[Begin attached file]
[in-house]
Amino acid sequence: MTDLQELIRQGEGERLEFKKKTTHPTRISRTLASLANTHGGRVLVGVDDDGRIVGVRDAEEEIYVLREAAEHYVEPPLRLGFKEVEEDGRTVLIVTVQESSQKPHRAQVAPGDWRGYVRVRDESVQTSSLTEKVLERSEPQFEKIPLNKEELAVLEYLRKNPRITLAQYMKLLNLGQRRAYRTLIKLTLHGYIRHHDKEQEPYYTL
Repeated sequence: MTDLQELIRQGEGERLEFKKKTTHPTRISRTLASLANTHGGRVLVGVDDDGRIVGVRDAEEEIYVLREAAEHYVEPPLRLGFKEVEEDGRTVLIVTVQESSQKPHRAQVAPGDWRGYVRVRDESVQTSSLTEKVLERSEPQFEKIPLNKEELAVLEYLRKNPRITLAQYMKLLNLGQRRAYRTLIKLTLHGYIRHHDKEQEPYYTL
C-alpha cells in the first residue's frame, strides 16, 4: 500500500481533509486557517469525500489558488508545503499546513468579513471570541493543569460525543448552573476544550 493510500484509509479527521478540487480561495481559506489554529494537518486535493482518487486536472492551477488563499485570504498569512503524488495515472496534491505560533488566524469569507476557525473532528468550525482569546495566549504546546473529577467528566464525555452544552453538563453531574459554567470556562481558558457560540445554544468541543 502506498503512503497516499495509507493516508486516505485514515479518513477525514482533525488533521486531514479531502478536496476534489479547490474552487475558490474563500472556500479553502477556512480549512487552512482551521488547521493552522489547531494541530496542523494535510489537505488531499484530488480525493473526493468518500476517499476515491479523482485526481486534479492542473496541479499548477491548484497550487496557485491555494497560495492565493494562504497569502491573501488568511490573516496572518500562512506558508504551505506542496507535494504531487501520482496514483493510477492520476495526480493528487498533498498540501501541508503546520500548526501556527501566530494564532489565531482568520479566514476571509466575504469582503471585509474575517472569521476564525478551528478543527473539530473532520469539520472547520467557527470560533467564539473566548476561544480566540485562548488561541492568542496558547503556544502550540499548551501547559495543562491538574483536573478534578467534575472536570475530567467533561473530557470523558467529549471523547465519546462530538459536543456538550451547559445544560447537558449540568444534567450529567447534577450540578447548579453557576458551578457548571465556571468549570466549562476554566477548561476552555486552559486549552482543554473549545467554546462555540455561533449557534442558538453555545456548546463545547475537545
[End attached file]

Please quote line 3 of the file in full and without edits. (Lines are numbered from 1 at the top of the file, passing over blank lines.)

Repeated sequence: MTDLQELIRQGEGERLEFKKKTTHPTRISRTLASLANTHGGRVLVGVDDDGRIVGVRDAEEEIYVLREAAEHYVEPPLRLGFKEVEEDGRTVLIVTVQESSQKPHRAQVAPGDWRGYVRVRDESVQTSSLTEKVLERSEPQFEKIPLNKEELAVLEYLRKNPRITLAQYMKLLNLGQRRAYRTLIKLTLHGYIRHHDKEQEPYYTL